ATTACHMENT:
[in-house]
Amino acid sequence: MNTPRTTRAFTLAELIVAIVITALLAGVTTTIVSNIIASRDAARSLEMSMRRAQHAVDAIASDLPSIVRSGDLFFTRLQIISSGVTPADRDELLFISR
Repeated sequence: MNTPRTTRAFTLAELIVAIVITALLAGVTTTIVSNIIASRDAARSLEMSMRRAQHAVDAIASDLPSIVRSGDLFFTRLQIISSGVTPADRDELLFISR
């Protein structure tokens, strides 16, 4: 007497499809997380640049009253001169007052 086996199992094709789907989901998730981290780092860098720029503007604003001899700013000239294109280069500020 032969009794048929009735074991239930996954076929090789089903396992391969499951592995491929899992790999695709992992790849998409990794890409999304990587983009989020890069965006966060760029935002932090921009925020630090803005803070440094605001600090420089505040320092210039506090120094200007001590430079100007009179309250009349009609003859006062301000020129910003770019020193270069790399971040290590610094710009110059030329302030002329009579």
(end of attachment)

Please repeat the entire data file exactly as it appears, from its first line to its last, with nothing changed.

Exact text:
[in-house]
Amino acid sequence: MNTPRTTRAFTLAELIVAIVITALLAGVTTTIVSNIIASRDAARSLEMSMRRAQHAVDAIASDLPSIVRSGDLFFTRLQIISSGVTPADRDELLFISR
Repeated sequence: MNTPRTTRAFTLAELIVAIVITALLAGVTTTIVSNIIASRDAARSLEMSMRRAQHAVDAIASDLPSIVRSGDLFFTRLQIISSGVTPADRDELLFISR
């Protein structure tokens, strides 16, 4: 007497499809997380640049009253001169007052 086996199992094709789907989901998730981290780092860098720029503007604003001899700013000239294109280069500020 032969009794048929009735074991239930996954076929090789089903396992391969499951592995491929899992790999695709992992790849998409990794890409999304990587983009989020890069965006966060760029935002932090921009925020630090803005803070440094605001600090420089505040320092210039506090120094200007001590430079100007009179309250009349009609003859006062301000020129910003770019020193270069790399971040290590610094710009110059030329302030002329009579």